Reviewed by Lyndon K. McDowell, pastor, Olney, Maryland.

The author of this incredible but true story is an ordained minister and executive director of the Center for the Prevention of Sexual and Domestic Violence. In 1984 Marie M. Fortune accepted a call to serve as an advocate and pastor for six women bringing charges of sexual misconduct against their pastor, Dr. Peter Donovan. This book tells the story of that assignment.

Donovan's behavior was extreme, but the dynamics that allowed it to happen are sadly typical. The author claims these events resemble more than 50 other situations she has investigated. In this volume she analyzes why churches fail to deal with evidences of pastoral turpitude. While Is Nothing Sacred? tells the story of Donovan's victimization of the women involved, it makes its greatest contribution in detailing how the church responded to the accusations the women made and how it treated those women. "I offer this story," states Fortune, in the hope that churches will "deal fairly, quickly, and effectively with instances of pastoral misconduct that are brought into the open."

The story is all too familiar. No one informed the church members of the charges against their popular minister. As rumors began to spread, the pastor vehemently denied the charges, and members perceived him as the victim. When faced with incontrovertible evidence, he sought to manipulate the administrative board to his own advantage. Neither the church nor the denomination considered the spiritual and emotional needs of the women involved.

The church took more than three years to deal with the allegations. An attempt to cover up the situation ended in more harm to the church and less justice to the women.

Why does a church cover up evidence of pastoral turpitude? The author suggests: 1. The church is myopic about the problem of clergy abuse and unprepared to deal with it. 2. It is difficult for members to acknowledge the power of the pastoral role, especially in churches with a congregational polity. 3. When a church functions on the family model, a pastor's sexual involvement with a parishioner reeks of incest, and denial and secrecy can be expected. Even when whispered rumors begin to circulate, the family myth remains—"It couldn't hap pen here."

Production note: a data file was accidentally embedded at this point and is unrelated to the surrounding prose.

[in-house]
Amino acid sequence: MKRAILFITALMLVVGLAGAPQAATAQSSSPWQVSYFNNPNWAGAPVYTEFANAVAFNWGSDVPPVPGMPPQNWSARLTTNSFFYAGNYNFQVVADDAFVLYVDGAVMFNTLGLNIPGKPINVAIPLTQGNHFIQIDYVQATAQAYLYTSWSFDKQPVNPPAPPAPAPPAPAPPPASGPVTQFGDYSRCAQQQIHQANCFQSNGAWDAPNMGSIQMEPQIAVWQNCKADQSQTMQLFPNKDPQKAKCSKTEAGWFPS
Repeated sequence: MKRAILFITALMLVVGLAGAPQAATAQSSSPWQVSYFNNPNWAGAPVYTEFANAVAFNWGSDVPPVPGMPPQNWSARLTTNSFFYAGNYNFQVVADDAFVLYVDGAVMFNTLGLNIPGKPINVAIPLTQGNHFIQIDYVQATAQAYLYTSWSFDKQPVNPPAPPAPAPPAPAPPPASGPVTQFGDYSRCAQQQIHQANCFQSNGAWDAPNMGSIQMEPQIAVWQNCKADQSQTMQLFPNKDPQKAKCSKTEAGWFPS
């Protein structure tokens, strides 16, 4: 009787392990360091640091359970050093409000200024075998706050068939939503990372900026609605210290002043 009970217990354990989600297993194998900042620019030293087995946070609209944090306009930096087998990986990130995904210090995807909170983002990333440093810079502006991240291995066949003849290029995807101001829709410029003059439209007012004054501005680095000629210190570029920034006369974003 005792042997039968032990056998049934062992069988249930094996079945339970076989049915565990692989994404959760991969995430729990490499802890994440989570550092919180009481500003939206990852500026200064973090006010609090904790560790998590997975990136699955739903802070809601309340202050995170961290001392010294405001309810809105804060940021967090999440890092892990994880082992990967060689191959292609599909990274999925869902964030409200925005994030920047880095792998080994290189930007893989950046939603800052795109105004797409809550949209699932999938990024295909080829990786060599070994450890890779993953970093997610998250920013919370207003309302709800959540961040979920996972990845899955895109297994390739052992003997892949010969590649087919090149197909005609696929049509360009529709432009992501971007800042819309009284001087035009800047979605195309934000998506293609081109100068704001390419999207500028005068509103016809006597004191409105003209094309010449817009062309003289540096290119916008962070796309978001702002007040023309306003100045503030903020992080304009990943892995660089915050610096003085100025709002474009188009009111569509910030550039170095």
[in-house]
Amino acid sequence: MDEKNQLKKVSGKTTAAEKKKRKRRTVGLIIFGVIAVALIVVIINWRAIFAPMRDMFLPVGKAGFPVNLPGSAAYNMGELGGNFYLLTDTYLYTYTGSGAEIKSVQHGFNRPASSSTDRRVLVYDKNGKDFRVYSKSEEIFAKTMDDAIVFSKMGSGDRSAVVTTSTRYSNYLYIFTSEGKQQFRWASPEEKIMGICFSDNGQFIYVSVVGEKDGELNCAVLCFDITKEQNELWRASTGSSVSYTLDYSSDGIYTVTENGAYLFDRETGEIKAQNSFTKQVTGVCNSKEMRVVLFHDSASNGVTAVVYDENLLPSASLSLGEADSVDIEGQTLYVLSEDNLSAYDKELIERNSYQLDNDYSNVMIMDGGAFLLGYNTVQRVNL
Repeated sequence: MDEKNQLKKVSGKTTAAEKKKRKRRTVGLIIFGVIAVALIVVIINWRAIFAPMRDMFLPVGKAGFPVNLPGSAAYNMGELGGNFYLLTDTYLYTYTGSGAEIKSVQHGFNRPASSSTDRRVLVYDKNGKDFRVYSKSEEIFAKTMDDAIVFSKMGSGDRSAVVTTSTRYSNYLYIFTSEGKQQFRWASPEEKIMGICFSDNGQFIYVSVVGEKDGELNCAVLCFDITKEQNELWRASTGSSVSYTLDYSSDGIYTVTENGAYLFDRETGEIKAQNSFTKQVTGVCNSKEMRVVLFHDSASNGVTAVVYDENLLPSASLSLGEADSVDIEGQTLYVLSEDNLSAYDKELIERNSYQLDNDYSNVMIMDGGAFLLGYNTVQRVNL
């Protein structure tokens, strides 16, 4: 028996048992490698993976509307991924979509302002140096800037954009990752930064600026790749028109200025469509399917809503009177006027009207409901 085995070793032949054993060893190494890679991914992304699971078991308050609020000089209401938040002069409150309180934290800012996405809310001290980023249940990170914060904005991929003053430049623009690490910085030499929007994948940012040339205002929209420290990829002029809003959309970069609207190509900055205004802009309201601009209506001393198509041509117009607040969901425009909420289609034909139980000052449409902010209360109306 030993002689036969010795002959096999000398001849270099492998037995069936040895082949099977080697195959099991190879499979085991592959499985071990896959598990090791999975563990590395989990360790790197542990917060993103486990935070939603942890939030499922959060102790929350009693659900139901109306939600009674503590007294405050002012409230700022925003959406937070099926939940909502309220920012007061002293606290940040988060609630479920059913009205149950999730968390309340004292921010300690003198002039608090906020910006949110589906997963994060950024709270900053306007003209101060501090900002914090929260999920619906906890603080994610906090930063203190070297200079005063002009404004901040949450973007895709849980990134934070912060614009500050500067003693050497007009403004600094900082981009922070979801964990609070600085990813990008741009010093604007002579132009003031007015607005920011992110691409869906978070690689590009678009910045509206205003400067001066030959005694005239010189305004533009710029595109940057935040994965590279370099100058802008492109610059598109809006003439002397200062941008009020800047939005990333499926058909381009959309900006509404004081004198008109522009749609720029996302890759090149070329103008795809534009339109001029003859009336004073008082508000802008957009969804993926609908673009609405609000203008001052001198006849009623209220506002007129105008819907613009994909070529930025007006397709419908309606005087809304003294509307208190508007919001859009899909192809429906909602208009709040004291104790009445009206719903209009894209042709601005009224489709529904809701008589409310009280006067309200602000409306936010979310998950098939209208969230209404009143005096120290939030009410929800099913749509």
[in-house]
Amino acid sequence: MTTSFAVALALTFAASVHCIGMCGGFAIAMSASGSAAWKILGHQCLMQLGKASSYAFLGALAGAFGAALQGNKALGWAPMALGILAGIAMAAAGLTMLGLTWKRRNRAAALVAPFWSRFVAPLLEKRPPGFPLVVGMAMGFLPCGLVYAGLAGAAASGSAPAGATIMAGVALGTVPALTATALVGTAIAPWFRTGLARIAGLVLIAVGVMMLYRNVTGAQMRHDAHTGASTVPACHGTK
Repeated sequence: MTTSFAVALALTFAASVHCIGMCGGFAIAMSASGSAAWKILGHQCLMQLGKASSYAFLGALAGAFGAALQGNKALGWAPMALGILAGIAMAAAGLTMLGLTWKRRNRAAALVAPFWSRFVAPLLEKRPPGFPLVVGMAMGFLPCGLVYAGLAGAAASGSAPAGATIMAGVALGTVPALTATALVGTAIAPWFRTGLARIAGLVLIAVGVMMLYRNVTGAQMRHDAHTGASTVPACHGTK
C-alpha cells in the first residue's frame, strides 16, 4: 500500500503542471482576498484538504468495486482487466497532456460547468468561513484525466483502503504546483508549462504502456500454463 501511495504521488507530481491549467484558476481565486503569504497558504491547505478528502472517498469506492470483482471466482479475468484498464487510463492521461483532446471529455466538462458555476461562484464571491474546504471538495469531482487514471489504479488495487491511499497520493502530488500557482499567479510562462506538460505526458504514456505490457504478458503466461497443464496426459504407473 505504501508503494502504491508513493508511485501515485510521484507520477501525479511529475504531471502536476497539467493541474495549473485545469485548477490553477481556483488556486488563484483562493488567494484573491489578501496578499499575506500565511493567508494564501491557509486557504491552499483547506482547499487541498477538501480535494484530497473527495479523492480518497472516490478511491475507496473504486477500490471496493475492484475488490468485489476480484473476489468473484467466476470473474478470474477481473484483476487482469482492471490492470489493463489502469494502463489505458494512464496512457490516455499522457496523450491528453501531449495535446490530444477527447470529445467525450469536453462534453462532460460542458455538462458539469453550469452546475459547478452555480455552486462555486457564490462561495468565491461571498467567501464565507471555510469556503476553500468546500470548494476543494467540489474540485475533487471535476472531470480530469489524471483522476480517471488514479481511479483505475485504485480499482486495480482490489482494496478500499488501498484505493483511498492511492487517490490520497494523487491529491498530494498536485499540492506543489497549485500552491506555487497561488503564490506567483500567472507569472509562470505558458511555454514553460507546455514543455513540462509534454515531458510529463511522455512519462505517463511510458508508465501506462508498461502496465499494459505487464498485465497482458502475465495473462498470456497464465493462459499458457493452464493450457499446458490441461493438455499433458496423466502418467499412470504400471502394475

In the chapter "Doing the Ethical Framework" the author analyzes the lessons learned in these situations. People need to act in the face of injustice, and the victims have a right to expect justice from the church.

Telling the truth involves more than a mere rendering of the facts; it means giving voice to reality. When this is done, the secret loses its potency. As part of the bargaining process in the Donovan case, the women lost the right to speak. As a result the secret regained its power and stifled healing.

The chapter "Acknowledging the Violation" makes the point that for the truth to play its purgative role, it must be heard and believed. "The absence of acknowledging the cruelty of injustice serves to justify the maltreatment. Thus we should never underestimate the power of the explicit acknowledgment of violation in the process of healing for victims."

The church must expect its ministers to be accountable. "Accountability be gins with confrontation and expects repentance." Forgiveness toward the perpetrator of the crimes is a necessary part of the healing process.

Churches face their greatest challenge in dealing with gifted pastors and leaders. The closing chapter defines charisma and traces its dangers. Webster gives two definitions of charisma: Charisma is an "extraordinary power" and a gift from God; but it is also a "personal magic of leader ship arousing special popular loyalty or enthusiasm for a public figure." The author suggests that this second definition describes a gift from God gone awry and that both kinds attract people. Discerning the difference can be difficult.

The greater the charisma of a preacher, the greater the consequences of a moral fall. The greater the gifts of the public figure, the easier it is for him to fall into the trap of thinking that he can do no wrong. For the church, then, "the gifts of charisma must always be regarded critically. . . . Blind, unthinking, unconditional loyalty to anyone is the cause of tyranny and injustice. It is no less so in the church than in secular society."

In the Adventist Church it is the conference rather than the local church that employs the minister. Generally, then, when pastors "fall into sin" they are dealt with promptly. But is the church prepared to act when questions arise involving the morality of a gifted or popular public figure? That is the challenge this book deals with. It deserves a reading by every administrator who, in cases of possible sexual abuse, seeks to deal fairly with all parties: the accused, the accusers, and the church whose reputation we want to protect.


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Reviewed by Lyndon K. McDowell, pastor, Olney, Maryland.

September 1989

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